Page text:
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Converting RGB to 16-bit color - speed question

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Currently, I am using a macro to convert the three RGB values into a 16-bit color value. I was thinking, would it be faster to compute a 3-demensional array of the 16-bit color values, indexed by the RGB values? Example: // Current method color = rgb(red, blue, green); // Proposed method color = rgb[red][blue][green]; And if this would be faster, would it be worth using up half a MB of memory?

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Half a megabyte?

Assuming your source red, green and blue each have a range of 0-255, that''s:

256 * 256 * 256 = 16777216

Also I assume the data type of the array will be 16bits wide, so that''s:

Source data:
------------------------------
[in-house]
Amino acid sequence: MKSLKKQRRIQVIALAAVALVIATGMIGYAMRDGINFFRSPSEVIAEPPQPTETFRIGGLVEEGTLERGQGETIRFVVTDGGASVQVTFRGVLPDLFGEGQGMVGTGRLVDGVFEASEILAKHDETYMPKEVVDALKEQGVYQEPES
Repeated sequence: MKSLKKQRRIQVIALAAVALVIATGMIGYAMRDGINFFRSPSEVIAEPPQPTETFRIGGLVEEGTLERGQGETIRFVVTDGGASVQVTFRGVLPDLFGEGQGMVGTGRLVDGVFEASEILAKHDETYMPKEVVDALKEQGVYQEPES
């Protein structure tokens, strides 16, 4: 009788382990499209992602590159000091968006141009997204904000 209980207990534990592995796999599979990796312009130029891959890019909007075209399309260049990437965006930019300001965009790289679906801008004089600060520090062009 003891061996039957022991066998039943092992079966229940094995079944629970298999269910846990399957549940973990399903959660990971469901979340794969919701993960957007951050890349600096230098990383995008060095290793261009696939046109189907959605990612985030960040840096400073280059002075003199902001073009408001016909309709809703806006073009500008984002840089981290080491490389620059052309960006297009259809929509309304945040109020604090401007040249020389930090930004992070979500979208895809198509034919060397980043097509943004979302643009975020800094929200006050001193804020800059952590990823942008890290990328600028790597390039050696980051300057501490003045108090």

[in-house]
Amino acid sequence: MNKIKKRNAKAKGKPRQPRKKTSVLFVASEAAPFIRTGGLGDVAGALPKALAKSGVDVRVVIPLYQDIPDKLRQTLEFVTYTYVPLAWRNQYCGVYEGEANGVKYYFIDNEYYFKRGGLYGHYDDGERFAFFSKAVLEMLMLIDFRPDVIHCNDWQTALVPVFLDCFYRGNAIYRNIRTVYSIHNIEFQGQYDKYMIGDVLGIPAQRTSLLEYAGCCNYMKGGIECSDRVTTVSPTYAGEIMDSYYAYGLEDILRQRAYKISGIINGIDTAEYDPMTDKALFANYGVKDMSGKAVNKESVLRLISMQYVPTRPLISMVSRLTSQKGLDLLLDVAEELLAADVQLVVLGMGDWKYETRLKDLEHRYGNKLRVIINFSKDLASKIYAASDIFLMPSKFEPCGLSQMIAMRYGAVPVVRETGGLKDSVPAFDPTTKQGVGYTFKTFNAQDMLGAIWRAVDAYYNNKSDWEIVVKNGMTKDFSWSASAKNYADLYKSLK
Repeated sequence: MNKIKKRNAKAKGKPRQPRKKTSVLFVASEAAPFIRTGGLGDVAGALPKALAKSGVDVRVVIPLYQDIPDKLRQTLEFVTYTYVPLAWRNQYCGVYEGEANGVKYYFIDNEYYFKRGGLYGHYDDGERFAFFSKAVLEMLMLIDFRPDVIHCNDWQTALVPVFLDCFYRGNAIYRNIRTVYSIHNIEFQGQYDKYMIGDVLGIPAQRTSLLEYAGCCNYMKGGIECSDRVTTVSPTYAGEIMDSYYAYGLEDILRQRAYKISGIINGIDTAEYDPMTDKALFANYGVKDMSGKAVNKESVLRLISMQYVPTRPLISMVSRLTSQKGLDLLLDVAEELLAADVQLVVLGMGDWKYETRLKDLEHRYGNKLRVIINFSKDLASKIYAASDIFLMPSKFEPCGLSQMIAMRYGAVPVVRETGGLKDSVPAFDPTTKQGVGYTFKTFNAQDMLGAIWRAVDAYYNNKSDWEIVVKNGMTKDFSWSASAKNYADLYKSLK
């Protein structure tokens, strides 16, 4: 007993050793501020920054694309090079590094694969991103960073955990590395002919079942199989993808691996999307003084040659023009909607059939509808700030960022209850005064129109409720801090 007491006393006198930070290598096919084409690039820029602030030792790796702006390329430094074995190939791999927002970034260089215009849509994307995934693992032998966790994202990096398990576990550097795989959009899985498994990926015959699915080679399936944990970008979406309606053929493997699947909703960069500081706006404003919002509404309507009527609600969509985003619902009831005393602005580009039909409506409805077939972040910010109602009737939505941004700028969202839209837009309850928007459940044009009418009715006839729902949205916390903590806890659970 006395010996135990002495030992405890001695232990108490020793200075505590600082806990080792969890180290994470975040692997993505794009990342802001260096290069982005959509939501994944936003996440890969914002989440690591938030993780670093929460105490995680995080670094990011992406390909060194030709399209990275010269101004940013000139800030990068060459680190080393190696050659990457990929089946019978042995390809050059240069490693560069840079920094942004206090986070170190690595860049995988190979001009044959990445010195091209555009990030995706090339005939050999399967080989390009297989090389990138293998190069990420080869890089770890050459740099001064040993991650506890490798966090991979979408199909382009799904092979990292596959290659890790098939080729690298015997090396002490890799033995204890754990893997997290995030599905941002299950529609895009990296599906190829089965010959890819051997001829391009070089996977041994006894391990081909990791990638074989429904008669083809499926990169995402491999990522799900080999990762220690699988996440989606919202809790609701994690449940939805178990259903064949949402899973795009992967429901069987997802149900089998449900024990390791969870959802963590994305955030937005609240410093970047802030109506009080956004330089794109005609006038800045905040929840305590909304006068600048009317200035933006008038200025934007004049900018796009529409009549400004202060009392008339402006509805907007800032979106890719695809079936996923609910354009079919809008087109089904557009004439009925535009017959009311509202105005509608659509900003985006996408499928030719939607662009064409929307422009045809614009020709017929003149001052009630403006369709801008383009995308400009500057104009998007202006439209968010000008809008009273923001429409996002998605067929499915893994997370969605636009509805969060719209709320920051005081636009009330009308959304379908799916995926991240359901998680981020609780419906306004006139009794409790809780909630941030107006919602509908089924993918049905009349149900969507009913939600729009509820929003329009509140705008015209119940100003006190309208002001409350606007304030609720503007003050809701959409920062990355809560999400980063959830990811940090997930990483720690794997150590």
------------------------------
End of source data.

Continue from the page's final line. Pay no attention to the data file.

16777216 * 2 (16bits==2bytes) = 33554432.

33554432bytes / 1024 = 32768Kilobytes

32768Kb / 1024 = 32Megabytes...

If the memory usage didn''t kill you, the cache misses certainly would. Memory runs much slower than the CPU clock speed - on modern CPUs doing things which don''t require access to memory is preferable (unless they take more cycles than an access to memory+the cost of cache misses).

Assuming the macro is just doing shifts and masking, then it''ll be better than the look up table.

Simon O''''Connor
Creative Asylum Ltd

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Guest Anonymous Poster
It be better just to calculate it.

inline unsigned short rgb(unsigned char r, unsigned char g, unsigned char b)
static unsigned short Ret,tg,tb;
return Ret;

That should/would/could be a way to do it. Obviously, there''s more than one way to write this, and probably much more efficient ways (think inline assembly), but this would be much better than having a 256*256*256*2 array!!!

Billy <-> If you''ve got any questions.

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